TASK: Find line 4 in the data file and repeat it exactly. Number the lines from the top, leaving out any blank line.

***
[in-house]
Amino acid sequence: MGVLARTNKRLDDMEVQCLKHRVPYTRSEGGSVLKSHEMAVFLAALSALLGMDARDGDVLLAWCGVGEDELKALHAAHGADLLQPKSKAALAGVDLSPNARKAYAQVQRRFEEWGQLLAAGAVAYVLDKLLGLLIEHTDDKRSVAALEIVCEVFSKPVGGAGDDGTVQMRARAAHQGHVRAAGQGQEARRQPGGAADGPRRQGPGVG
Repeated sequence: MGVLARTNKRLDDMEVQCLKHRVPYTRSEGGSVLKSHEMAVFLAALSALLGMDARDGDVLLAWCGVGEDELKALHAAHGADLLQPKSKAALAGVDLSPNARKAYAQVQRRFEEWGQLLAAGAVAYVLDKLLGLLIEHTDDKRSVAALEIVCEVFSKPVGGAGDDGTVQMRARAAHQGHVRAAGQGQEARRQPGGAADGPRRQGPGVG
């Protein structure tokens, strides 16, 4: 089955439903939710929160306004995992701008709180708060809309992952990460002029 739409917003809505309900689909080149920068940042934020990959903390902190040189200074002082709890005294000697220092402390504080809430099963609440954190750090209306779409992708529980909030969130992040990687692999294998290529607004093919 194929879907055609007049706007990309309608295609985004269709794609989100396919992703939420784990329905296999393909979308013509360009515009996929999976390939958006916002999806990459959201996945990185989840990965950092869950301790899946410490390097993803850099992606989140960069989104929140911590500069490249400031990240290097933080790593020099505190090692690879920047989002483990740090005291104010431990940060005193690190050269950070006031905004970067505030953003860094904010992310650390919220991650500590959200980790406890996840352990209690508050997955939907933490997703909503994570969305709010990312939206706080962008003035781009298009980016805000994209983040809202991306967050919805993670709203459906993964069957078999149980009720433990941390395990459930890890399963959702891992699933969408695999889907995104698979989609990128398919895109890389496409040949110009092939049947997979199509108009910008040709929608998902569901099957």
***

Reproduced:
């Protein structure tokens, strides 16, 4: 089955439903939710929160306004995992701008709180708060809309992952990460002029 739409917003809505309900689909080149920068940042934020990959903390902190040189200074002082709890005294000697220092402390504080809430099963609440954190750090209306779409992708529980909030969130992040990687692999294998290529607004093919 194929879907055609007049706007990309309608295609985004269709794609989100396919992703939420784990329905296999393909979308013509360009515009996929999976390939958006916002999806990459959201996945990185989840990965950092869950301790899946410490390097993803850099992606989140960069989104929140911590500069490249400031990240290097933080790593020099505190090692690879920047989002483990740090005291104010431990940060005193690190050269950070006031905004970067505030953003860094904010992310650390919220991650500590959200980790406890996840352990209690508050997955939907933490997703909503994570969305709010990312939206706080962008003035781009298009980016805000994209983040809202991306967050919805993670709203459906993964069957078999149980009720433990941390395990459930890890399963959702891992699933969408695999889907995104698979989609990128398919895109890389496409040949110009092939049947997979199509108009910008040709929608998902569901099957």